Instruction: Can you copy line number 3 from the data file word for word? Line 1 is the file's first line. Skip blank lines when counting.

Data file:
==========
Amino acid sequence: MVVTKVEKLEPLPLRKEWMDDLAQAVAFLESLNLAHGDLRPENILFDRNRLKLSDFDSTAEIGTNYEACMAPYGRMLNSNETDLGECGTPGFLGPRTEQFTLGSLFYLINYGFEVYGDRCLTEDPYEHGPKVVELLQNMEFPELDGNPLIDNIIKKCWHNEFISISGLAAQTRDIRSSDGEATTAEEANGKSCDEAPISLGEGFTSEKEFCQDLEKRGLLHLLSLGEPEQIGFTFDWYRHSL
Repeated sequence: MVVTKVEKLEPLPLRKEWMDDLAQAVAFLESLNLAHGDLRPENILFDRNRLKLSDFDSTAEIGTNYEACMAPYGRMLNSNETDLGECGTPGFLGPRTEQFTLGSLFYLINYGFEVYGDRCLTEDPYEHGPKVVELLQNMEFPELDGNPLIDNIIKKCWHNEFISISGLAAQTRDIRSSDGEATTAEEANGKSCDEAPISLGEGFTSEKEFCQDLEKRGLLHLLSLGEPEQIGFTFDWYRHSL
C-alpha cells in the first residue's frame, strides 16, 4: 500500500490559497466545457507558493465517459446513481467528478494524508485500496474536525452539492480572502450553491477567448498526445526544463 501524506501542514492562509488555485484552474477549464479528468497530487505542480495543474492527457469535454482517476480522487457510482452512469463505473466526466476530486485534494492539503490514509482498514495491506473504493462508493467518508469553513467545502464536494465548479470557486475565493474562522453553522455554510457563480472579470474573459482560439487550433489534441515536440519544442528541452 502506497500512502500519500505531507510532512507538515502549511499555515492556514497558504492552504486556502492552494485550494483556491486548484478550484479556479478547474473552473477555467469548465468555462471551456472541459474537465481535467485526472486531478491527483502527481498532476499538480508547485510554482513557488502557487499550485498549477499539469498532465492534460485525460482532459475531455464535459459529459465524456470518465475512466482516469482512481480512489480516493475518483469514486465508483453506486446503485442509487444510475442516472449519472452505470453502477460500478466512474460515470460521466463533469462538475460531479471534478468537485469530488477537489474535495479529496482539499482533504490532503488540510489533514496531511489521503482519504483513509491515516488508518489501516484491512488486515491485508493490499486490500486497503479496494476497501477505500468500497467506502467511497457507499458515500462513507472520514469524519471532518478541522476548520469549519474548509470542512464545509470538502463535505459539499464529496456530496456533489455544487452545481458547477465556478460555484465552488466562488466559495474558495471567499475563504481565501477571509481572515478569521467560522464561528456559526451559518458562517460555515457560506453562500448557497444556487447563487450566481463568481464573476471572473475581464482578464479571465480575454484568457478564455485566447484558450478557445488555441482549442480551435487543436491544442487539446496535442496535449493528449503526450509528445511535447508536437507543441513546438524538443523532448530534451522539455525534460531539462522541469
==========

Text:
C-alpha cells in the first residue's frame, strides 16, 4: 500500500490559497466545457507558493465517459446513481467528478494524508485500496474536525452539492480572502450553491477567448498526445526544463 501524506501542514492562509488555485484552474477549464479528468497530487505542480495543474492527457469535454482517476480522487457510482452512469463505473466526466476530486485534494492539503490514509482498514495491506473504493462508493467518508469553513467545502464536494465548479470557486475565493474562522453553522455554510457563480472579470474573459482560439487550433489534441515536440519544442528541452 502506497500512502500519500505531507510532512507538515502549511499555515492556514497558504492552504486556502492552494485550494483556491486548484478550484479556479478547474473552473477555467469548465468555462471551456472541459474537465481535467485526472486531478491527483502527481498532476499538480508547485510554482513557488502557487499550485498549477499539469498532465492534460485525460482532459475531455464535459459529459465524456470518465475512466482516469482512481480512489480516493475518483469514486465508483453506486446503485442509487444510475442516472449519472452505470453502477460500478466512474460515470460521466463533469462538475460531479471534478468537485469530488477537489474535495479529496482539499482533504490532503488540510489533514496531511489521503482519504483513509491515516488508518489501516484491512488486515491485508493490499486490500486497503479496494476497501477505500468500497467506502467511497457507499458515500462513507472520514469524519471532518478541522476548520469549519474548509470542512464545509470538502463535505459539499464529496456530496456533489455544487452545481458547477465556478460555484465552488466562488466559495474558495471567499475563504481565501477571509481572515478569521467560522464561528456559526451559518458562517460555515457560506453562500448557497444556487447563487450566481463568481464573476471572473475581464482578464479571465480575454484568457478564455485566447484558450478557445488555441482549442480551435487543436491544442487539446496535442496535449493528449503526450509528445511535447508536437507543441513546438524538443523532448530534451522539455525534460531539462522541469